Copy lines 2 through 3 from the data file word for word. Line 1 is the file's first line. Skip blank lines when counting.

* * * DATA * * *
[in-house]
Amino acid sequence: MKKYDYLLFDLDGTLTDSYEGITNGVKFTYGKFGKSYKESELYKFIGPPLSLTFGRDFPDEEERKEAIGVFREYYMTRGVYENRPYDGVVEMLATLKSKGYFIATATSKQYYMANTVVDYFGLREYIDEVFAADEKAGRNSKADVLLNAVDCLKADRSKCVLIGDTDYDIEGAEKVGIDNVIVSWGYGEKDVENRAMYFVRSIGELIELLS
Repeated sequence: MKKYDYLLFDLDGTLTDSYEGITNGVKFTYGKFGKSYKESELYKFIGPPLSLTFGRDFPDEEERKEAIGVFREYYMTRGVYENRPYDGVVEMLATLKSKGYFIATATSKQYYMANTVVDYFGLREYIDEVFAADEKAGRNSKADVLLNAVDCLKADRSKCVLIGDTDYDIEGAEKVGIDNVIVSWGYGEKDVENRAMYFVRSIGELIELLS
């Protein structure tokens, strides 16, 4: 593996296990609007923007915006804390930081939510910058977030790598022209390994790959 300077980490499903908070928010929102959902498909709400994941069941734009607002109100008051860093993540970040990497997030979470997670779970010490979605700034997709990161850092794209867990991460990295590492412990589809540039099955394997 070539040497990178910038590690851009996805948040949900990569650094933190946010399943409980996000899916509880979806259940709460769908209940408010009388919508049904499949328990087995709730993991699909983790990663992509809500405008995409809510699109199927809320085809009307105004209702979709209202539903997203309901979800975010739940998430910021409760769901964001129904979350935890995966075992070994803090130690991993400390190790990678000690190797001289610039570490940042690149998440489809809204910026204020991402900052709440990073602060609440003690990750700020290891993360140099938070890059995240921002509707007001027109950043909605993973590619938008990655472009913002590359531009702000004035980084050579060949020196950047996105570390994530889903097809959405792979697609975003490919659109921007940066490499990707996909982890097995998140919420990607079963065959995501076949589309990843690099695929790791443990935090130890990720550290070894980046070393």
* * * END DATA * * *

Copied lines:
Amino acid sequence: MKKYDYLLFDLDGTLTDSYEGITNGVKFTYGKFGKSYKESELYKFIGPPLSLTFGRDFPDEEERKEAIGVFREYYMTRGVYENRPYDGVVEMLATLKSKGYFIATATSKQYYMANTVVDYFGLREYIDEVFAADEKAGRNSKADVLLNAVDCLKADRSKCVLIGDTDYDIEGAEKVGIDNVIVSWGYGEKDVENRAMYFVRSIGELIELLS
Repeated sequence: MKKYDYLLFDLDGTLTDSYEGITNGVKFTYGKFGKSYKESELYKFIGPPLSLTFGRDFPDEEERKEAIGVFREYYMTRGVYENRPYDGVVEMLATLKSKGYFIATATSKQYYMANTVVDYFGLREYIDEVFAADEKAGRNSKADVLLNAVDCLKADRSKCVLIGDTDYDIEGAEKVGIDNVIVSWGYGEKDVENRAMYFVRSIGELIELLS